After an evening invigorating A/V displays, ambient music and seminars at The California Academy Sciences, Mike Banks’ Galaxy 2 Galaxy headlined MUTEK.SF’s first night, fusing vintage Detroit techno with jazz. Banks released the self-titled Galaxy 2 Galaxy EP back in 1993, and has since developed his “hi tech jazz” sound into a powerful live show. At historic local club Bimbos, Banks was flanked by six additional players, adding live drums, electric bass, sax, synths and keys to flesh out the sound. The set was transcendent, if not groundbreaking; the dancefloor heaved and bobbed as sax flourishes squealed over familiar 808 backdrops, but this was the sound a nostalgic, hopeful future.
On Friday, the day kicked f with another series workshops bolstered by an impressive A/V program, with performances from Michaela Pelusio, Alexandre Burton & Julien Roy and Nonotak. Each artist used science and technology to shape and inform their art: Burton & Roy toyed with the idea sequencing and visualization, Nonotak impressed with large, flashing architectural light structures and Pelusio took influence from quantum mechanics to forge hypnotic whirling colored light sculptures.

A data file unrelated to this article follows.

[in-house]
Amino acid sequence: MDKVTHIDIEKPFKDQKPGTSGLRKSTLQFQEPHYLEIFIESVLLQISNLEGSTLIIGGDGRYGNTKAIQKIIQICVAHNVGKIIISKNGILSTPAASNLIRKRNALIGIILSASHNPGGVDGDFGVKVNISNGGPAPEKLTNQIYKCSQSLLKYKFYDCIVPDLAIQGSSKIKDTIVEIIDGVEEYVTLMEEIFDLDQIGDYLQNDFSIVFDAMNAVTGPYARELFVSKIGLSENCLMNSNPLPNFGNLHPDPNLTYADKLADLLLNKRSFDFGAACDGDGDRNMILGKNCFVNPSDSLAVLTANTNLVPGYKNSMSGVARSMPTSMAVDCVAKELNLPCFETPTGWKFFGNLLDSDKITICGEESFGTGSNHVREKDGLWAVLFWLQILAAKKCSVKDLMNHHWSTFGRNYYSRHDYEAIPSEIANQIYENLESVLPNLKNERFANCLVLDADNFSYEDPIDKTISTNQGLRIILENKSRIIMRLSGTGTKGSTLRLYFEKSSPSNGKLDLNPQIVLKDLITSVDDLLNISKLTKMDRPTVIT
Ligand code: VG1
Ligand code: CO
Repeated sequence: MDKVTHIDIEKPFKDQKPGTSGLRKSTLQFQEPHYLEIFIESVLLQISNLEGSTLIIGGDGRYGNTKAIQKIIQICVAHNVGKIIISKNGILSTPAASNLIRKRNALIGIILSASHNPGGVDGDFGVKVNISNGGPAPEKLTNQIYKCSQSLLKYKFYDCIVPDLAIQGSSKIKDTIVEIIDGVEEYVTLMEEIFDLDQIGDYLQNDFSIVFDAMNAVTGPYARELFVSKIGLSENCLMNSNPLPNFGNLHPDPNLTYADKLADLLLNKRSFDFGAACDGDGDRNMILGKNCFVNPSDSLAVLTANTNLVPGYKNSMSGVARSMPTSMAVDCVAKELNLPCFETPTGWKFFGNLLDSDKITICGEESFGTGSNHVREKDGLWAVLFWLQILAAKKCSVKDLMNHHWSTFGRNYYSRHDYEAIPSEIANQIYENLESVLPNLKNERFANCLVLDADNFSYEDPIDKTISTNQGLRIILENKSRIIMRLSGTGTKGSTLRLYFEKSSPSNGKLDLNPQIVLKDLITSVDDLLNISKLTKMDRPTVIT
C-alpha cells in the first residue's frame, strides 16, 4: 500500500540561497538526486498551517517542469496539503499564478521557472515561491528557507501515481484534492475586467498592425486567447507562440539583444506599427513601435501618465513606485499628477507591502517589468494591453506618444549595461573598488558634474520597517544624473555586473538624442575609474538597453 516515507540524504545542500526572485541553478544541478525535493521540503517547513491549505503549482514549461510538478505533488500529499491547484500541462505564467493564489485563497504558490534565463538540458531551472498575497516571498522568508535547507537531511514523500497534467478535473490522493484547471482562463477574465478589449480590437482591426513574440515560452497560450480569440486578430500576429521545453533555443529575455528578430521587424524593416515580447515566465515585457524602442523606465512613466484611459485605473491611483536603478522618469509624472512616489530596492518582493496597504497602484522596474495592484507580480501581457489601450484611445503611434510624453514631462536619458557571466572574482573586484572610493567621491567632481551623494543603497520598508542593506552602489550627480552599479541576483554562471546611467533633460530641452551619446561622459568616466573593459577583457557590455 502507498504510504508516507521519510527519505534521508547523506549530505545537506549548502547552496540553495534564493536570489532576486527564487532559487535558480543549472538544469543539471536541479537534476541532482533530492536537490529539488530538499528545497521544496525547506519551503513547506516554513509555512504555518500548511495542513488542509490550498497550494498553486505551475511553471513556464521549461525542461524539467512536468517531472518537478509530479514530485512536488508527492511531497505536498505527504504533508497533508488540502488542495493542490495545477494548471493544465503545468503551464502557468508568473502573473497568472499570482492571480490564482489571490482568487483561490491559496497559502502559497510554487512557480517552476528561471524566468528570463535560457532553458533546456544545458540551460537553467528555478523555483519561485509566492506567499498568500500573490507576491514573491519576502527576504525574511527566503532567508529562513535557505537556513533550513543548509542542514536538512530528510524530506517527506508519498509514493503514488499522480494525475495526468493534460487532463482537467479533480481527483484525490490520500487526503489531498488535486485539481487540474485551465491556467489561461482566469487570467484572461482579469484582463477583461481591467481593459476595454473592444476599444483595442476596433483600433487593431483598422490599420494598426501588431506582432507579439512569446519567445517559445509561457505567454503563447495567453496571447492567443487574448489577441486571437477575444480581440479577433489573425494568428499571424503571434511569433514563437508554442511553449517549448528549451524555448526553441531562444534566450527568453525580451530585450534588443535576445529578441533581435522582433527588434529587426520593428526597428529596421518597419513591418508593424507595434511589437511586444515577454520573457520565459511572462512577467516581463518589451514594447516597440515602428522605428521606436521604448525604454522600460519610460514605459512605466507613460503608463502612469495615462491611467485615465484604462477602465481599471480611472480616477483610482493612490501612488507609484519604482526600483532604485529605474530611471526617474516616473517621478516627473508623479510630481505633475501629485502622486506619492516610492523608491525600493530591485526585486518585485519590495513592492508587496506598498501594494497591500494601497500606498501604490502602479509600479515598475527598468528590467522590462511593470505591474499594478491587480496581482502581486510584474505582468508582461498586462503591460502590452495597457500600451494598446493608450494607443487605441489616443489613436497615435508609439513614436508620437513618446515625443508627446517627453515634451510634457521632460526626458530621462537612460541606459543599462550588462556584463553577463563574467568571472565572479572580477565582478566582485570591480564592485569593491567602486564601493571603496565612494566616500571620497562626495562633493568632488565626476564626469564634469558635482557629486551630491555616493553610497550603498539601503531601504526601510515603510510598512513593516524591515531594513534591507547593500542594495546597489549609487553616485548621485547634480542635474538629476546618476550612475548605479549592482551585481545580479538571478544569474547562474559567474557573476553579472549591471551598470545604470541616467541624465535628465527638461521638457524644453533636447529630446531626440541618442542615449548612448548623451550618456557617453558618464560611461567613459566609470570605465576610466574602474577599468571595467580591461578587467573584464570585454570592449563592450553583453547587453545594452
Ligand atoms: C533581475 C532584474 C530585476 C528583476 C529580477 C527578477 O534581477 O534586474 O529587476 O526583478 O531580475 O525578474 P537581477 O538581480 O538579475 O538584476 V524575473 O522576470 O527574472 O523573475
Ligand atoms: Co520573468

Over at Mezzanine, a large traditional performance venue in the city’s SOMA neighborhood, NAAFI’s DEBIT was an early highlight. She performed with Argentinian visual artist Giselle Zatonyl, who drenched the stage in golden light and odd projections – one looked like Ally McBeal’s “dancing baby” all grown up – as DEBIT performed highlights from this year’s essential Animus full-length. Brummie experimental mainstay Lee Gamble also pushed things forward with an A/V set that broke from his prior collaborations with visual artist Dave Gaskarth. Blinding lights flashed while abrasive breaks and dusty hardcore interludes filled the venue and deafened the audience and half-familiar words and phrases flickered on a screen center-stage. It felt like the entire festival experience pressed into resinous wax.